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rumblesushi

Most efficient method of implementing 6dof objects?

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Hello,

I've had a gander at a couple of pages of 6dof posts, and found some interesting stuff, but not what I'm looking for.

Basically, what is the most efficient method of implementing 6dof and also, how can you avoid gimbal lock with pure matrix transformations, and no quaternions?

I thought I had correctly implemented 6dof in my engine, as in previous demos and tests, moving objects seemed to rotate correctly on all 3 axis (balls for example). I'm obviously wrong though, because activating roll in my driving game produces entirely wrong, and completely random results.

What I'm doing now is simply using the difference between the current angle in radians and the previous frame's angle in radians to increment my objects rotation, around the local axis.

I use a temporary rotation matrix for the axis rotation, for each rotation I transform (well, multiply) the axis of my model, Z and Y for pitch, Z and X for yaw, and X and Y for yaw.

I then fill the 3 columns of my model transform matrix with the values of the 3 axis.

For a few seconds, the 3 rotations appear to be correct, but then it immediately becomes completely out of sync, with the car just sort of randomly rotating around like a ball. Normalising the 3 axis makes no difference.

If I use yaw around the local axis, this also becomes out of sync and all over the place. If I use a Y rotation around the global axis, the yaw is actually correct, but pitch and roll are wrong, and only work if used individually with yaw.

And in regards to efficiency, my platform is AS3/Flash. Basically, consider it like a mobile platform but without a GPU. Every bit of juice counts.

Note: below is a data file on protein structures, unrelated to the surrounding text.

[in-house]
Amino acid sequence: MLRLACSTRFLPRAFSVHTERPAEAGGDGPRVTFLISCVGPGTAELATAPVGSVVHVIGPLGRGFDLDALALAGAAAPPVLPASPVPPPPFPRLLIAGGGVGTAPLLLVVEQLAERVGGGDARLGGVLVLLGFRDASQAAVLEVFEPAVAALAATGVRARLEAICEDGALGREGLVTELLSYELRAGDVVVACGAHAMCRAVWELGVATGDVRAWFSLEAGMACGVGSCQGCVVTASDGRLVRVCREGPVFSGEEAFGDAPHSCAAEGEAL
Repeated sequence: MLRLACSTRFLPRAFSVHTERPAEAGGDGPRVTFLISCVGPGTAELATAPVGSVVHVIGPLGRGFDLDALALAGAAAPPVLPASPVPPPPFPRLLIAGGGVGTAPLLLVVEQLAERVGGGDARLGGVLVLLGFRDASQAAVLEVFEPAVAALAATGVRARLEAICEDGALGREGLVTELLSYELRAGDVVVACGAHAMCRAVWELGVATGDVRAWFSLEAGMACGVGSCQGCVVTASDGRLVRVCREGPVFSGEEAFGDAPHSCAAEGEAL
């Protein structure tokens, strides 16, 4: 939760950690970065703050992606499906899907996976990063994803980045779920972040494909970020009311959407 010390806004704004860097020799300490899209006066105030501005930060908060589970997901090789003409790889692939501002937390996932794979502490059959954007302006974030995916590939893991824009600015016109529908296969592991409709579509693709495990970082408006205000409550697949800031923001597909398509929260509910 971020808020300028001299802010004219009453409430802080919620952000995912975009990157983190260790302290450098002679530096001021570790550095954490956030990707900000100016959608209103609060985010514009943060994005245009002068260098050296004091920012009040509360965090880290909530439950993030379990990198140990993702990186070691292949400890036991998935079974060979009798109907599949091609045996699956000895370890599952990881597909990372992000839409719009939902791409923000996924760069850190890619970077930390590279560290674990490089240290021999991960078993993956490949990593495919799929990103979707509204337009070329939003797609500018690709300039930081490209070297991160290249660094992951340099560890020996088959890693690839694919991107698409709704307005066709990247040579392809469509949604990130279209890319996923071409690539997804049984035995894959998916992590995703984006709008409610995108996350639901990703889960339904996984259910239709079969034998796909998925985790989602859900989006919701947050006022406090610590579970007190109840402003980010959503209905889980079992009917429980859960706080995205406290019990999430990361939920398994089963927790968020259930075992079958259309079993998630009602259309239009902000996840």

Yesterday I tried implementing a Quaternion. I simply constructed a quaternion each frame from Euler angles, then converted it to a matrix. Predictably, this didn't work either, but ironically worked better than my matrix setup. It didn't go out of whack, and didn't exhibit classic gimbal lock, it's more like the roll seemed somewhat random, sometimes working, sometimes not.

If pure Matrix 6dof is achievable, what am I doing wrong? What should I be doing? Also, if it IS achievable, then what are the purpose of Quaternions? Why are they so popular for orientation, 6dof in particular?

I seem to recall seeing some code for Quaternion rotation somewhere that actually used 3 quaternions, one each for yaw, pitch and roll.

This seems like a somewhat excessive solution, one for each axis, and having to convert back to a matrix presumably for each axis? Is this what's necessary to get quaternions working properly?

Excuse the novel, I like to be thorough ;)

Cheers,
RumbleSushi

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Quote:
Original post by rumblesushi
how can you avoid gimbal lock with pure matrix transformations, and no quaternions?
You actually avoid gimbal lock with matrices in exactly the same way you do with quaternions. So, if you can avoid gimbal lock with quaternions, applying the same process but with matrices rather than quaternions should give you the same result.
Quote:
If pure Matrix 6dof is achievable, what am I doing wrong?
There are lots of things that can go wrong with respect to rotations, and to me at least, it's not really clear from your description what the exact problem is in this case. (If you could post the relevant source code, it might be easier to identify the problem.)
Quote:
Also, if it IS achievable, then what are the purpose of Quaternions? Why are they so popular for orientation, 6dof in particular?
Generally speaking, quaternions behave the same way matrices do with respect to rotations. The advantages that they have are related mostly to efficiency and storage requirements. Note that that doesn't mean it's always more efficient to use a quaternion; it just means that working with quaternions *can* be more efficient than working with matrices in some cases.

Quaternions are cheaper to concatenate and normalize (orthogonalization being the equivalent matrix operation) than matrices, which can be advantageous if performance is a concern. You just have to weigh that against the fact that usually you're going to need the orientation in matrix form anyway (e.g. for interoperation with a graphics API), so you have to factor the cost of that conversion in. Still, quaternions are certainly a reasonable choice as far as implementing 6DOF motion goes.
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I seem to recall seeing some code for Quaternion rotation somewhere that actually used 3 quaternions, one each for yaw, pitch and roll.
There's little point in that, IMO.
Quote:
Is this what's necessary to get quaternions working properly?
No, not at all.